Both a war novel of the first order and a love story of devastating power, In the Light of Morning is a magnificent new work by one of Britain's finest writers, Tim Pears, the highly acclaimed author of Disputed Land and Landed. It is May 1944 and in Eastern Europe the Second World War is reaching a dramatic and bloody crescendo. High above the mountains of occupied Slovenia an aeroplane drops three British parachutists - brash MP Major Jack Farwell, radio operator Sid Dixon, and young academic Lieutenant Tom Freedman - sent to assist the resistance in their battle against the Axis forces. Greeted upon arrival by a rag-tag group of Partisans, the men are led off into the countryside. It is early summer, and the mountains and forests teem with life and colour. Despite the distant crackle of gunfire, the war feels a long way off for Tom. The Partisans, too, are not what he was expecting - courageous, kind, and alluring, especially Jovan, their commander, and the hauntingly beautiful Marija. Yet after a series of daring encounters, the enemy's net begins to tighten. They find evidence of massacres, of a dark and terrible band of men pursuing them through the wilderness. As the Partisans stumble their way towards a final, tragic battle, so the relationships within the group begin to fray, with Tom finding himself forced to face up to his deepest, most secret desires.
February 2015 MEGA Debut of the Month. Etta, after being married to Otto for many years, decides, aged 82, that she wants to see the sea before she dies so she sets off from their farm in the middle of Canada to walk to the coast – alone. On her journey she is joined by a lovely companion, James. The narrative moves backwards and forwards in time. As she travels we learn about their separate childhoods, how Russell, an only child, moved into a neighbouring farm and was absorbed into Otto’s large family. We learn how both boys meet Etta when she becomes the local school teacher. Russell had a childhood accident so when war breaks out he is unable to join the army and becomes very friendly with Etta while Otto is serving his country. As Etta’s journey progresses somehow the link between the characters seems to strengthen and in a way their past histories become blurred and mixed so that in the end the true events are puzzling, left for you to interpret. Hypnotic and a joy to read, this is a delightful, fascinating tale, magical, lyrical, a very special book indeed.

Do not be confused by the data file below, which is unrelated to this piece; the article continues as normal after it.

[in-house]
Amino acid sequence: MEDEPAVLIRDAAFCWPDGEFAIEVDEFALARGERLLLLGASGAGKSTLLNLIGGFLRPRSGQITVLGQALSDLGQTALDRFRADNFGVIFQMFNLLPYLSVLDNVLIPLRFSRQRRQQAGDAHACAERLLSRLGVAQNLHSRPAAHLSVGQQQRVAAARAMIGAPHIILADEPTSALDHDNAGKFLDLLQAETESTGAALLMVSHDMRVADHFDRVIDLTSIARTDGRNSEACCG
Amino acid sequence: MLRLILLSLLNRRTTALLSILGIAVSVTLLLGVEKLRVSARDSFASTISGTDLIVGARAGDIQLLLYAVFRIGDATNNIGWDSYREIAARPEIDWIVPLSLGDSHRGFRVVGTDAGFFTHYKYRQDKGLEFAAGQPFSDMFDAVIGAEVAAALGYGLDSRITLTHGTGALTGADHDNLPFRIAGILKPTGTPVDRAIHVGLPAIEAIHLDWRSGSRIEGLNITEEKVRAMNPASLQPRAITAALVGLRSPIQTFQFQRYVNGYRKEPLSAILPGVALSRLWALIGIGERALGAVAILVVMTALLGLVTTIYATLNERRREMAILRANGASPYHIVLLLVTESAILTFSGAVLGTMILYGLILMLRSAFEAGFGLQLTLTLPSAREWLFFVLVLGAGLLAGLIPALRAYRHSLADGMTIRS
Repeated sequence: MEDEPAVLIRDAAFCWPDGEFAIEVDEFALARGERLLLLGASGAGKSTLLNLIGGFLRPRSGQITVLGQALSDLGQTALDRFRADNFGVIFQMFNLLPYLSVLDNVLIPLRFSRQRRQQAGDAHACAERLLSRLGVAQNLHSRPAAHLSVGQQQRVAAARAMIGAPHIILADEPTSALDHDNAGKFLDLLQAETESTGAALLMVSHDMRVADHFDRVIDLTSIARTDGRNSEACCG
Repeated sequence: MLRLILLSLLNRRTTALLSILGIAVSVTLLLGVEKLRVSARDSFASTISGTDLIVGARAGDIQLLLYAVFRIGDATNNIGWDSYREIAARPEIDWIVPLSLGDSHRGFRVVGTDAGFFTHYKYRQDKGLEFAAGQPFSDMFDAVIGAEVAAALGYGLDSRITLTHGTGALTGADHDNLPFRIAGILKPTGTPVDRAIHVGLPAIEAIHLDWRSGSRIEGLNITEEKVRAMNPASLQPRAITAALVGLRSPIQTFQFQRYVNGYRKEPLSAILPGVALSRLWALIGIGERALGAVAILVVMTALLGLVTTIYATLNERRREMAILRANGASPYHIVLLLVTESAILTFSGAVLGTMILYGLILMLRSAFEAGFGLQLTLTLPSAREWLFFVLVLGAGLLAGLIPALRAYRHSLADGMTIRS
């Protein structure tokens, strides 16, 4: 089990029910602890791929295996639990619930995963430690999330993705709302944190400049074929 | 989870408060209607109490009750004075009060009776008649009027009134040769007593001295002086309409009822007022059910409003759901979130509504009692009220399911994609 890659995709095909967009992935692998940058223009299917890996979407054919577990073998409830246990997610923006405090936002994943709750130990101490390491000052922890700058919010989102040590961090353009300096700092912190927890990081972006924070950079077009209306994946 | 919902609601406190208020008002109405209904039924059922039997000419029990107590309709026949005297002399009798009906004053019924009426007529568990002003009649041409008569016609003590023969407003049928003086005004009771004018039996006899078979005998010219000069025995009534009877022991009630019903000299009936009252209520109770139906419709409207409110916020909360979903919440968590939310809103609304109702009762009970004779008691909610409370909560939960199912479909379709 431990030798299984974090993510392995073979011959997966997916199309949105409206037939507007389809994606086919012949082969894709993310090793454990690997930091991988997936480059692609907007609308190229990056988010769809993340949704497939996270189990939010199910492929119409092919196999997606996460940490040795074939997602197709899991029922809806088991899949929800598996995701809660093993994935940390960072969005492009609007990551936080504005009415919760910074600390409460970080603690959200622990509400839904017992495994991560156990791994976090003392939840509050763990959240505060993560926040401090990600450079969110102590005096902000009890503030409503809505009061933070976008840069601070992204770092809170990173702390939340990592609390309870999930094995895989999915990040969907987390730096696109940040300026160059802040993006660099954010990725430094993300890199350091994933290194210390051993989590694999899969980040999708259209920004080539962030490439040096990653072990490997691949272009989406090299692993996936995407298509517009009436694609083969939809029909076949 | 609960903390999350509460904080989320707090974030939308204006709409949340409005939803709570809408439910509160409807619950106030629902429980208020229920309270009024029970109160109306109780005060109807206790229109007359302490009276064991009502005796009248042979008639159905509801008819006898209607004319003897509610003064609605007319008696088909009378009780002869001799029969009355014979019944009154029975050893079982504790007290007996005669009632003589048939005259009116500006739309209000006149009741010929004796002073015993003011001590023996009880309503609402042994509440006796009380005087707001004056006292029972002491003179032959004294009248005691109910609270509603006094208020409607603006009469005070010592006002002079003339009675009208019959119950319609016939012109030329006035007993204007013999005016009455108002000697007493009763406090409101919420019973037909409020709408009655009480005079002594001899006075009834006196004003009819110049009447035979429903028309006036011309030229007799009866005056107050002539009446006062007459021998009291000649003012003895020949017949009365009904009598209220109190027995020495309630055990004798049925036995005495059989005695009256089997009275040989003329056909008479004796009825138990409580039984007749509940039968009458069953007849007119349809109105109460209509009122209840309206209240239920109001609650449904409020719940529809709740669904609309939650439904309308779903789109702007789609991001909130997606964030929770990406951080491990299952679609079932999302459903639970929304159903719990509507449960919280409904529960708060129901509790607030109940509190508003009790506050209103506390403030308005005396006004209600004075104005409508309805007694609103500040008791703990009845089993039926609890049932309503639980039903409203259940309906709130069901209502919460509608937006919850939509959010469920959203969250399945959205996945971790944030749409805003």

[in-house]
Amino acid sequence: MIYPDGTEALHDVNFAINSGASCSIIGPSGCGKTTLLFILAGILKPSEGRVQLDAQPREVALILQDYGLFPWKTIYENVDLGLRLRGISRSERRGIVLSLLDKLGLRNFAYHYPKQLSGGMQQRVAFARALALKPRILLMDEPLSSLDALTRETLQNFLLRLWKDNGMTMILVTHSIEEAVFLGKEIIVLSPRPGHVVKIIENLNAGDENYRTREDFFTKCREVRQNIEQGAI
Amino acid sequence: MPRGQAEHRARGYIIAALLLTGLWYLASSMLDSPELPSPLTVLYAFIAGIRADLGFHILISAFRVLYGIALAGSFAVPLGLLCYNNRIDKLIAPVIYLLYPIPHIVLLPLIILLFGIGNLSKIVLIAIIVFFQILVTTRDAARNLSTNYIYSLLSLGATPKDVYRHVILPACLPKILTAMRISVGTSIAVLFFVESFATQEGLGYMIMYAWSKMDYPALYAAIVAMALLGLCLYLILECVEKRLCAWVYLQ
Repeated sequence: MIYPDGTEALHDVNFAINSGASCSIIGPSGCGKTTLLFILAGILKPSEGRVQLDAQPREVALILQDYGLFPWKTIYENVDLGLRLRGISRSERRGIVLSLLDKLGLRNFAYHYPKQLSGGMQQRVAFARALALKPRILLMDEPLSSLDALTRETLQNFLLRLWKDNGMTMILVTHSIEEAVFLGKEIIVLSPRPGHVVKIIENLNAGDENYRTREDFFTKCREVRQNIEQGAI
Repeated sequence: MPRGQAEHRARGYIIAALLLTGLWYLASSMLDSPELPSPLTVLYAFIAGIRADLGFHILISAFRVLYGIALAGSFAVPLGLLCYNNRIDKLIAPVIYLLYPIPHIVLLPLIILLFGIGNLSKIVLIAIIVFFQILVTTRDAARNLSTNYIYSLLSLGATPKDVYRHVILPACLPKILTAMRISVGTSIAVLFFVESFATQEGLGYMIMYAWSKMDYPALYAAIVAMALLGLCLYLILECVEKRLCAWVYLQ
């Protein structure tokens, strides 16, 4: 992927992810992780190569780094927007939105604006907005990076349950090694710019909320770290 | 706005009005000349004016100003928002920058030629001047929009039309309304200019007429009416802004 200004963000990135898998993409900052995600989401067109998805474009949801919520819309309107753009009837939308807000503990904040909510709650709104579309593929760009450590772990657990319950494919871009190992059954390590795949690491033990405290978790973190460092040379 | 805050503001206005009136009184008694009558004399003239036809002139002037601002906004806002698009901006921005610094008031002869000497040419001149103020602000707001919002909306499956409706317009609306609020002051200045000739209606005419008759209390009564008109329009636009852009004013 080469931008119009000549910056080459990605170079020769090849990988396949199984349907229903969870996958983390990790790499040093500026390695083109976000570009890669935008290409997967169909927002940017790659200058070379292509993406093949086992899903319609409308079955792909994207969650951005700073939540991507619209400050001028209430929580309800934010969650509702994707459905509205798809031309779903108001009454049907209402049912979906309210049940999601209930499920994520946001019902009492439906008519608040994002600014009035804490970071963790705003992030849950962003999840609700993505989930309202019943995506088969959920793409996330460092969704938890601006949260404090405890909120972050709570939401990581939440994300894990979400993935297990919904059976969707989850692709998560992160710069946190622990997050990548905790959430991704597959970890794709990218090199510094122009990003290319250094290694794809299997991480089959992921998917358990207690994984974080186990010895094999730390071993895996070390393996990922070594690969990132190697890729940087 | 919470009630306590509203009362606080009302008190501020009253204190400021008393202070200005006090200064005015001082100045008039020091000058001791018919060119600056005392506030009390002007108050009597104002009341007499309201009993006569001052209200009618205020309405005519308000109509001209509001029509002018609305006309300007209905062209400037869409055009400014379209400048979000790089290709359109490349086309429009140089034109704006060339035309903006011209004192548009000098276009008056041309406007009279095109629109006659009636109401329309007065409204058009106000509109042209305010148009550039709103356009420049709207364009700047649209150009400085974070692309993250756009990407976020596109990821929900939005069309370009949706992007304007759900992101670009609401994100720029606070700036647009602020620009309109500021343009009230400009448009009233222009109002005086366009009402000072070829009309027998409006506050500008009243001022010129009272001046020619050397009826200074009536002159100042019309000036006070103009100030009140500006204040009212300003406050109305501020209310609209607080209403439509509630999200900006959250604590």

A surprising and hauntingly insightful story, that takes you gently by the hand on an intimate journey; emotionally, reflectively and in time. The author has the ability to weave the past, present and place in a beautiful, heartfelt dance. The fascinating premise merges the distance in time, essentially creating vividly real locations and bringing the past to life. It’s easy to become caught up in, to believe in and feel at one with the characters. This original and heartrending story twists your thoughts and feelings without ever losing the essence of compassion, empathy and optimism that permeates through its velvety depths, ensuring an entirely captivating read. ~ Liz Robinson
Fifteen short stories, his first collection since 1997 although only five are new. The other ten have been either broadcast and then printed or published in magazines. He is a very fine writer teasing out the idiosyncrasies of his characters in ordinary circumstances, all is neat and tidy and as it should be, beautifully described and then suddenly there is an underlying menace. If you are a short story fan these are glorious. A 'Piece of Passion' from the publisher... 'These stories are a slight departure for Galley Beggar Press. We generally champion less well know writers and - as I’m guessing you already know - DJ Taylor has already made his reputation. It’s also a departure because it's our first collection of short stories. Part of the reason we’ve published it is because we believe that short stories deserve more coverage. This is a book that proves how artistically important and rewarding the form can be. But the main reason we’ve put it out there is simply that it’s bloody good. We love these stories. They’re moving and resonant and quietly haunting - as well as often very funny. Hopefully people will be enjoying them for many years to come.' Sam Jordison, Galley Beggar Press
A brilliant tale written from the point of view of a single dad of two bruised kids, especially the boy, for their mum, Paula, suffering from bipolar disease, walked out. Dad, Vinnie, is a taxi driver so he can be there for the kids when needed. A good man. He begins to build a life with a traumatised car accident victim, Ellen, who uses his cab weekly for her physio. She lost her husband in the accident. Vinnie and Ellen’s charming relationship is shattered by the re-emergence of Paula. This is a highly perceptive tale of single parenthood beautifully observed. Full of home truths and delivered with a touch of humour, it’s a rewarding read. Highly recommended.
Insightful, International, Thought-provoking
Literary fiction is a bit of a “catch-all” phrase. Some call it “Serious Fiction” but we prefer to think of it as all of the greatest stories ever told, all in one place. This is where you will find literary classics from literary masters past and present.
Why not have a look at our monthly featured titles for inspiration? Revisit old friends? Discover new ones? Or finally read that book that your friends have been banging on about for ages? Whatever your reasons, settle down with your favourite tipple, unwind and open your mind with the home-spun brilliance of authors like Martin Amis, Salman Rushdie, David Nicholls and Zadie Smith; or those from further afield: Gabriel Garcia Marquez, Haruki Murakami, Ben Okri, Jostein Gaarder and so many more. There are obviously so many to choose from, you could get lost in the Sea of Choices.